In an earlier discussion of the eight universal lines I had alluded to the “thrusting triangle.” This requires a brief reminder that the 8 universal lines are a basic representation of the lines of motion – both on the vertical as well as the horizontal planes.
I have provided examples from European fechtbuchs as well as the more “traditional” martial arts from Asia. However to add the thrusting triangle, we need to expand the numbering system and also introduce new visual cues – more complex representations:
Kenpo’s diagram contains the basic 8 as does the Spanish fencing system
Please remember that these are representations – reminders – not systems. Both diagrams are getting increasingly complex – contain more information – but one needs be able to ‘read’ the diagrams. Each shows the basic 8 lines, but also adds the concept of ranges, vectors, and most importantly – the thrusting triangle (counts 5 to 7 in a doce pares [12 pairs] numbering system). The additional counts (lines) teach concepts – primarily that the line can become a point and that points can connect to make lines again.
Master Keating’s Doce Pares diagram
Simple geometry, yes, but once ingrained it is movement magic – preventing you from freezing. While imbedded in the diagrams as a visual reminder – you must be present to really “see” the triangle – which at its simplest is just yokomen/gyaku yokomen delivered as a thrust to form the top two points that connect with chudan tsuki to the navel – a nice inverted triangle that also showed the points to defeat a cuirass (chest plate). Add the redondo (‘round’ strike 8) and we now have the 12 count system expanded from the eight universals. No this does not mean there are 12 lines of motion – we just took 4 of the universal lines and defined 3 as points and added the connecting piece for the fourth. It is a teaching tool not a technique in itself. The extra four ‘beats’ are there to remind us that the edge and point are interchangeable – and a circular cutting pattern can be used to break an attack.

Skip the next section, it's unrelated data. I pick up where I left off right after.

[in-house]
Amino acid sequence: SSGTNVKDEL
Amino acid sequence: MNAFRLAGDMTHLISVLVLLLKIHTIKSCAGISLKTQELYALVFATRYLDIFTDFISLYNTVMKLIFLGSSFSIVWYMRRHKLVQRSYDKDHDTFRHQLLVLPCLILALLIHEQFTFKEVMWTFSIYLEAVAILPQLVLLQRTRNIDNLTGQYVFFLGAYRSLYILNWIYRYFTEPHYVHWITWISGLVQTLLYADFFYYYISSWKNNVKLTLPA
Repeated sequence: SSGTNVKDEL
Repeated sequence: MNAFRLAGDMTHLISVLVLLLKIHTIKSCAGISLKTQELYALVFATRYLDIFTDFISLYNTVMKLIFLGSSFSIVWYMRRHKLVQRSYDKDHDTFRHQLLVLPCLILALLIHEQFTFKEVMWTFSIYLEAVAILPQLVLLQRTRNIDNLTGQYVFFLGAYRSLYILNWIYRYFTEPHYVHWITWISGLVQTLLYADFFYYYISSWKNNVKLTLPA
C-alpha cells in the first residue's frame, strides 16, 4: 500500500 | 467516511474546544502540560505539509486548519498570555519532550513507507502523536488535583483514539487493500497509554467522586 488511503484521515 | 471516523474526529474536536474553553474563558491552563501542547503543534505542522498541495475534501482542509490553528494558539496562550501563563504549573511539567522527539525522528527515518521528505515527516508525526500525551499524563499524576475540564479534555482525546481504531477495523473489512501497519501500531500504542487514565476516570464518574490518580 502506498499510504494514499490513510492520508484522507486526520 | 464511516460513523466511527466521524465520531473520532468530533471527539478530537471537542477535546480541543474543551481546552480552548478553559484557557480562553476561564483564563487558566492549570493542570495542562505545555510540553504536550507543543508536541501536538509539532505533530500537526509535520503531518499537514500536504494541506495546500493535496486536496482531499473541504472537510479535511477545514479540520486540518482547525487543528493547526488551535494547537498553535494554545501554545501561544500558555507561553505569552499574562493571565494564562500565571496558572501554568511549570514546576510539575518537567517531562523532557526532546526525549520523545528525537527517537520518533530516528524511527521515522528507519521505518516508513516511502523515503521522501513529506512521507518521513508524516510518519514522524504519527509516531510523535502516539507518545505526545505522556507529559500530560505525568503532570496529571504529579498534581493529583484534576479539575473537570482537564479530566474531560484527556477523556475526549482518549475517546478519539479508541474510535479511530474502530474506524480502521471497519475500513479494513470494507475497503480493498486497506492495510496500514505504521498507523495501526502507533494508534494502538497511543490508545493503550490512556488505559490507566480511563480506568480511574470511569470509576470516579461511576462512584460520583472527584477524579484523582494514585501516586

As I mentioned the Filipino Thrusting Triangle is an upside down isosceles triangle (#5, 6, &7) which also teaches the deadlier aspects of the sumkete drill.
*Fechtbuchs. Fight Books
Fiore dei Liberi (ca1404),
Codex Wallerstein (early 1400s)
Philippo Vadi (ca1485)
Achille Marozzo (1536)
KÃ¶lner Fechtbuch (ca1550s)
Â Joachim Meyer (1560/70, 1600, -10, -60)
Heinrich von Gunterrodt (1579)
Salvator Fabris (1606)
Jakob Sutor (1612), Bonaventura Pistofilo (1627)
Theodori Verolini (1679)
Francesco Antonio Marcelli (1686)
Camillo Aggrippa (1553)
GÃ©rard Thibault d’Anvers (1628).